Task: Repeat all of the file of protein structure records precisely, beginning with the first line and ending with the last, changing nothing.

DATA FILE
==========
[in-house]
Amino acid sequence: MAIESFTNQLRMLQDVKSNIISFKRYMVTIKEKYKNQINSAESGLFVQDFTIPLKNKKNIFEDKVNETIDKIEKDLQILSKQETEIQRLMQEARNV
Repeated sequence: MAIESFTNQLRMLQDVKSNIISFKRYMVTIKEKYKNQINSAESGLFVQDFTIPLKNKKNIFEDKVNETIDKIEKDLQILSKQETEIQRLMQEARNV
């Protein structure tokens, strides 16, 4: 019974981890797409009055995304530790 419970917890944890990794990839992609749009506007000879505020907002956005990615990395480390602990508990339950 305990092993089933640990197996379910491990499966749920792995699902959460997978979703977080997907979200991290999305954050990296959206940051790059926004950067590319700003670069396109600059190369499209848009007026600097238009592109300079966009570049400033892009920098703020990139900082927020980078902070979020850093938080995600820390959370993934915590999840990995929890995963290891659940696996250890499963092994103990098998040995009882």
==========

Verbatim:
[in-house]
Amino acid sequence: MAIESFTNQLRMLQDVKSNIISFKRYMVTIKEKYKNQINSAESGLFVQDFTIPLKNKKNIFEDKVNETIDKIEKDLQILSKQETEIQRLMQEARNV
Repeated sequence: MAIESFTNQLRMLQDVKSNIISFKRYMVTIKEKYKNQINSAESGLFVQDFTIPLKNKKNIFEDKVNETIDKIEKDLQILSKQETEIQRLMQEARNV
């Protein structure tokens, strides 16, 4: 019974981890797409009055995304530790 419970917890944890990794990839992609749009506007000879505020907002956005990615990395480390602990508990339950 305990092993089933640990197996379910491990499966749920792995699902959460997978979703977080997907979200991290999305954050990296959206940051790059926004950067590319700003670069396109600059190369499209848009007026600097238009592109300079966009570049400033892009920098703020990139900082927020980078902070979020850093938080995600820390959370993934915590999840990995929890995963290891659940696996250890499963092994103990098998040995009882």